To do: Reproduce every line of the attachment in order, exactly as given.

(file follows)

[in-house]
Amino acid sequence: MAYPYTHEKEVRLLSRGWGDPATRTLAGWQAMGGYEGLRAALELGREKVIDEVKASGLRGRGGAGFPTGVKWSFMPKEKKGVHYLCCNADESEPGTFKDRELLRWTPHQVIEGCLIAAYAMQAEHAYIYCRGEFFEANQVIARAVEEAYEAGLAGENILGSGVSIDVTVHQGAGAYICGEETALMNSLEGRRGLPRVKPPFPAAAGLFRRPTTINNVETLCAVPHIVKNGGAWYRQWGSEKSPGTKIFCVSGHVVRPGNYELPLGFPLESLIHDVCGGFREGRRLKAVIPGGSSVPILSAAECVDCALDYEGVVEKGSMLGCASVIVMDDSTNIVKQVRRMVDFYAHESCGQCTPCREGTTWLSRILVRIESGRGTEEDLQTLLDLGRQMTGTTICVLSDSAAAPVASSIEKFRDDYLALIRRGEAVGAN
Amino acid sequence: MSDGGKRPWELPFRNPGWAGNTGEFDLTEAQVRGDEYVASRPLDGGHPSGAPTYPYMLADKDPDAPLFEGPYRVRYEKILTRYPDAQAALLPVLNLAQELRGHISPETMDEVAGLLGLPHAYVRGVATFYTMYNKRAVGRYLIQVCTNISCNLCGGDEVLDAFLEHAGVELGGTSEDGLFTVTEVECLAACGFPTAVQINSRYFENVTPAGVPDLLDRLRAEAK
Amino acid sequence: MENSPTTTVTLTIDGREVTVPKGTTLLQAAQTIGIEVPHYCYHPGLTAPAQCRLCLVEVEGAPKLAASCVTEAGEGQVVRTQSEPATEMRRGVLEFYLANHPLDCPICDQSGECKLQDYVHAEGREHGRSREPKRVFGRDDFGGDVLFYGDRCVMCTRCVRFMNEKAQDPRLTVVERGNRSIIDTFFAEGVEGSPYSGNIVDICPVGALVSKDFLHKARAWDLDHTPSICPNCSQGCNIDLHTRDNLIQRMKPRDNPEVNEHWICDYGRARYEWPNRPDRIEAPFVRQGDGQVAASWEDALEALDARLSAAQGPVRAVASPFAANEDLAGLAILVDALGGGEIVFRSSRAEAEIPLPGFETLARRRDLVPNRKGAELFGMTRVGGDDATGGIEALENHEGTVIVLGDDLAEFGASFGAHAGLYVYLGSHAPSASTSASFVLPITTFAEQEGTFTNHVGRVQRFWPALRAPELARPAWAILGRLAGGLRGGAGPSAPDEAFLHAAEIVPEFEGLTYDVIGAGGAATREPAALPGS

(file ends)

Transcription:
[in-house]
Amino acid sequence: MAYPYTHEKEVRLLSRGWGDPATRTLAGWQAMGGYEGLRAALELGREKVIDEVKASGLRGRGGAGFPTGVKWSFMPKEKKGVHYLCCNADESEPGTFKDRELLRWTPHQVIEGCLIAAYAMQAEHAYIYCRGEFFEANQVIARAVEEAYEAGLAGENILGSGVSIDVTVHQGAGAYICGEETALMNSLEGRRGLPRVKPPFPAAAGLFRRPTTINNVETLCAVPHIVKNGGAWYRQWGSEKSPGTKIFCVSGHVVRPGNYELPLGFPLESLIHDVCGGFREGRRLKAVIPGGSSVPILSAAECVDCALDYEGVVEKGSMLGCASVIVMDDSTNIVKQVRRMVDFYAHESCGQCTPCREGTTWLSRILVRIESGRGTEEDLQTLLDLGRQMTGTTICVLSDSAAAPVASSIEKFRDDYLALIRRGEAVGAN
Amino acid sequence: MSDGGKRPWELPFRNPGWAGNTGEFDLTEAQVRGDEYVASRPLDGGHPSGAPTYPYMLADKDPDAPLFEGPYRVRYEKILTRYPDAQAALLPVLNLAQELRGHISPETMDEVAGLLGLPHAYVRGVATFYTMYNKRAVGRYLIQVCTNISCNLCGGDEVLDAFLEHAGVELGGTSEDGLFTVTEVECLAACGFPTAVQINSRYFENVTPAGVPDLLDRLRAEAK
Amino acid sequence: MENSPTTTVTLTIDGREVTVPKGTTLLQAAQTIGIEVPHYCYHPGLTAPAQCRLCLVEVEGAPKLAASCVTEAGEGQVVRTQSEPATEMRRGVLEFYLANHPLDCPICDQSGECKLQDYVHAEGREHGRSREPKRVFGRDDFGGDVLFYGDRCVMCTRCVRFMNEKAQDPRLTVVERGNRSIIDTFFAEGVEGSPYSGNIVDICPVGALVSKDFLHKARAWDLDHTPSICPNCSQGCNIDLHTRDNLIQRMKPRDNPEVNEHWICDYGRARYEWPNRPDRIEAPFVRQGDGQVAASWEDALEALDARLSAAQGPVRAVASPFAANEDLAGLAILVDALGGGEIVFRSSRAEAEIPLPGFETLARRRDLVPNRKGAELFGMTRVGGDDATGGIEALENHEGTVIVLGDDLAEFGASFGAHAGLYVYLGSHAPSASTSASFVLPITTFAEQEGTFTNHVGRVQRFWPALRAPELARPAWAILGRLAGGLRGGAGPSAPDEAFLHAAEIVPEFEGLTYDVIGAGGAATREPAALPGS